Umamaheswar Duvvuri, M.D, Ph.D: Patients with SCCHN usually present with a neck mass. Sometimes these patients will also have symptoms of pain with swallowing, difficulty swallowing or ear pain. The diagnosis is established by performing a biopsy. After establishing this diagnosis, treatment options for the patients are discussed. Treatments for this disease include, surgery, chemotherapy, or radiation.
When patients are treated with surgery, they sometimes require adjuvant therapy with radiation or chemotherapy with radiation. When patients are treated with definitive non-surgical therapy, they are usually treated with a combination of cisplatin and radiation. The main stage of chemotherapy treatment for patients with SCCHN is cisplatin. If patients cannot tolerate cisplatin due to kidney disease, they are often treated with carboplatin, which is a close relative of cisplatin.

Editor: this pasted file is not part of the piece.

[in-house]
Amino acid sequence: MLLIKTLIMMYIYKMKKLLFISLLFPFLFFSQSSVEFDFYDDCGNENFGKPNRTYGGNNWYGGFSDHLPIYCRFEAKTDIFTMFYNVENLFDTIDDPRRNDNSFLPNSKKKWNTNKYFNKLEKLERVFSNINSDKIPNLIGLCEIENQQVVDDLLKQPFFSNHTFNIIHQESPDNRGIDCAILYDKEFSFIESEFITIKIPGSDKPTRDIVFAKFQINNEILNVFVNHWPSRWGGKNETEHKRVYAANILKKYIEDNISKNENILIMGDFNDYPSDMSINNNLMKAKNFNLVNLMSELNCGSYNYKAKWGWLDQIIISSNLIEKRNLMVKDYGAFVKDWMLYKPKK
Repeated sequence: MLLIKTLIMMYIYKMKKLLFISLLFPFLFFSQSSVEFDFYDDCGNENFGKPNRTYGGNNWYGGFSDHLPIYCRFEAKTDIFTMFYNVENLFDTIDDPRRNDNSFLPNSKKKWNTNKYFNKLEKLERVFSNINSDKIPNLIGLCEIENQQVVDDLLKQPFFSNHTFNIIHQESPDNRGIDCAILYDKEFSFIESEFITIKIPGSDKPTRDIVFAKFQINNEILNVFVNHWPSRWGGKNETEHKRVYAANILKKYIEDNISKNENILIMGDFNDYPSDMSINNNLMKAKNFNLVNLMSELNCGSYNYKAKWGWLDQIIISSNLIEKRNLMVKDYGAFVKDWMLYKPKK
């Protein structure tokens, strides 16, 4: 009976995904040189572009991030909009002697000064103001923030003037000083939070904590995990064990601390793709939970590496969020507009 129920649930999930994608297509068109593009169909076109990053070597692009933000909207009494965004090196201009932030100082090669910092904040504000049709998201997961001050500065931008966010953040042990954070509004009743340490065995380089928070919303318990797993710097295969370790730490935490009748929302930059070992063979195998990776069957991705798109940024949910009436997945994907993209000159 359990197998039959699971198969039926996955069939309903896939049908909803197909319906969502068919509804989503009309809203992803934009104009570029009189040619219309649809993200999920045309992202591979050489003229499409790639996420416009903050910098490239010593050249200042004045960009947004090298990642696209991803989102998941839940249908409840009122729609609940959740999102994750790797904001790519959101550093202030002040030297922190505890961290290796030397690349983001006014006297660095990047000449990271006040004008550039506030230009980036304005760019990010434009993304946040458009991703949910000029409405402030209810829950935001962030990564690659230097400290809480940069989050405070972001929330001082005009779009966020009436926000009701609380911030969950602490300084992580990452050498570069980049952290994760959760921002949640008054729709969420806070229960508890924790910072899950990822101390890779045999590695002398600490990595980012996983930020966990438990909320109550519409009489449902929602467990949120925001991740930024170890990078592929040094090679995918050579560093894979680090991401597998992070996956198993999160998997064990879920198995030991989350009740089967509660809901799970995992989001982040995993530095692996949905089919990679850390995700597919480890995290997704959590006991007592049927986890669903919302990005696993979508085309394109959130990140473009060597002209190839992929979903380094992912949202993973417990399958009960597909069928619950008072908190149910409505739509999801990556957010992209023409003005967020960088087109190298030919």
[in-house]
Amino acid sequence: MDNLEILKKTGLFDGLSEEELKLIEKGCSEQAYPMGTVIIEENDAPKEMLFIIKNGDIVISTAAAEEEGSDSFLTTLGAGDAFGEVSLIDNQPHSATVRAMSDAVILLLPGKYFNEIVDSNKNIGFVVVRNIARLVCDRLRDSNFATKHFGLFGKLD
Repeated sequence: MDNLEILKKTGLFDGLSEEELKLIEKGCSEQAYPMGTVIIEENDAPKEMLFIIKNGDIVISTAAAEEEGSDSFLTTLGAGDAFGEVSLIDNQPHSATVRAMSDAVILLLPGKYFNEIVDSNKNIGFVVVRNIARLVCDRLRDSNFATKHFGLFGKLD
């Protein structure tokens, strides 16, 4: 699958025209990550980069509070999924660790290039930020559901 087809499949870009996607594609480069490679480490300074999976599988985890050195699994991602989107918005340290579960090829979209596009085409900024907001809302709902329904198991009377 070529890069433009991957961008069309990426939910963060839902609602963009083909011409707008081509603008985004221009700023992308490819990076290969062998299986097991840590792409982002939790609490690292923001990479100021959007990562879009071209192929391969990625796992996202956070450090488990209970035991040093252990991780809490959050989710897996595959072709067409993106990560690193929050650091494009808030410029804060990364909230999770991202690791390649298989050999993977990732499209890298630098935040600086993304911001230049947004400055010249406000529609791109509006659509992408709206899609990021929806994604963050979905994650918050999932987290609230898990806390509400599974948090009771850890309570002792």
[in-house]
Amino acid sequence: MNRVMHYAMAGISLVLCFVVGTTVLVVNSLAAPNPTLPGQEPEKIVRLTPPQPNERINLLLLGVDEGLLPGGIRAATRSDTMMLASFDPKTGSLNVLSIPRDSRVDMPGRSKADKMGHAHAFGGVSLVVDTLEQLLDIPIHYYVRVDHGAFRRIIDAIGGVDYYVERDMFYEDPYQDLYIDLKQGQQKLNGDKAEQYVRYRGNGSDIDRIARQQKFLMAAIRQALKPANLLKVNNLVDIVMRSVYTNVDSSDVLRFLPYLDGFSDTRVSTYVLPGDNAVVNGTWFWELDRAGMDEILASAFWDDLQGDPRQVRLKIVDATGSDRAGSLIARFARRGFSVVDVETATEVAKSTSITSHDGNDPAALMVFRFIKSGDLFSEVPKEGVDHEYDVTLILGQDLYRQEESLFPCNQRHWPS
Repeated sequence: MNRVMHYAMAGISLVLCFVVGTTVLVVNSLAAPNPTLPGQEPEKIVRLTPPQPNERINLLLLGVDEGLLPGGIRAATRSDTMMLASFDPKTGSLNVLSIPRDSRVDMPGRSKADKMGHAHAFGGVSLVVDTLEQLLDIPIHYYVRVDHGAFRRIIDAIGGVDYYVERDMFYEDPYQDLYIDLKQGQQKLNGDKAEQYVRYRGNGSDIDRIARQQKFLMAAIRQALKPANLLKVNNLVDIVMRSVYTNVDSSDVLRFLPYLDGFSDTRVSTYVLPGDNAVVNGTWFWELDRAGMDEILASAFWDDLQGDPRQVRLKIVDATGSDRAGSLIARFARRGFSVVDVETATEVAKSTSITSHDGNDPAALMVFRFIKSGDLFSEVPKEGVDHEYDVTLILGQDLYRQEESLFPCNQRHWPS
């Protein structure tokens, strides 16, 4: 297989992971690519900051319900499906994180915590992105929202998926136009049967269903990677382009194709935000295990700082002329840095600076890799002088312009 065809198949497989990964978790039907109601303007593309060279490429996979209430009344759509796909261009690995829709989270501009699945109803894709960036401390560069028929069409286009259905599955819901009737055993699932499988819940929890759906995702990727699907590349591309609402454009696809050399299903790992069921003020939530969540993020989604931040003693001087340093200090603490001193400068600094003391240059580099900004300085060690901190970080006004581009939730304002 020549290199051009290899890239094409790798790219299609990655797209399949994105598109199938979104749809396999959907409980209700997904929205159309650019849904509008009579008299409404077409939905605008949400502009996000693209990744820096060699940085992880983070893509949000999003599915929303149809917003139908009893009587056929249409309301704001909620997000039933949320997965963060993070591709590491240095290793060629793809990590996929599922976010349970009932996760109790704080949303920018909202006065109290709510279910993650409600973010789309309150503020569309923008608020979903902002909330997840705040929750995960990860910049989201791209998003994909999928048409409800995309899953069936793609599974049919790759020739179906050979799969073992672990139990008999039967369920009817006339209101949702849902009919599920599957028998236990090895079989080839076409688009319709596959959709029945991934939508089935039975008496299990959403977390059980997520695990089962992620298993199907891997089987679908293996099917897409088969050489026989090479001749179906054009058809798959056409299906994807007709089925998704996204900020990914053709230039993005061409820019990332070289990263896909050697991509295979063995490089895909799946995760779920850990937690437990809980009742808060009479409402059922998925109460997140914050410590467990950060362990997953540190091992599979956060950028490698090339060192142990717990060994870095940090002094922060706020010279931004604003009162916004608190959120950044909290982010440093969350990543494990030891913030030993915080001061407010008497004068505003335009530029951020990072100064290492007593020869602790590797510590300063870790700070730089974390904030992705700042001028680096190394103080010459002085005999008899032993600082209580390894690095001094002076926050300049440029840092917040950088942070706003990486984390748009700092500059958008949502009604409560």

Cisplatin is known as a very important chemotherapy drug, but tumor resistance to cisplatin is a huge problem in the treatment of some cancers. Why is it that chemotherapy often fails for patients with cancers of the head and neck?
Kirill Kiselyov, Ph.D: Chemotherapeutic drugs work by damaging cells; for example, by interfering with their DNA. Rapidly growing and dividing cancer cells are especially sensitive to this type of damage. Modern chemotherapies are very effective, but cancer cells employ multiple mechanisms to limit the effect of chemotherapeutic drugs by repairing the damage caused by the drugs or inactivating or expelling the drugs. Our data highlight one such mechanism: the ability of cancer cells to pump cisplatin into the lysosomes, where it cannot damage their DNA, followed by its expulsion from the cell.
Your research focuses on hydroxychloroquine, a drug widely used to prevent and treat malaria, as a drug to potentially combat chemotherapy-resistant head and neck cancers. Can you briefly explain how hydroxychloroquine works in its original use as an anti-malaria medication?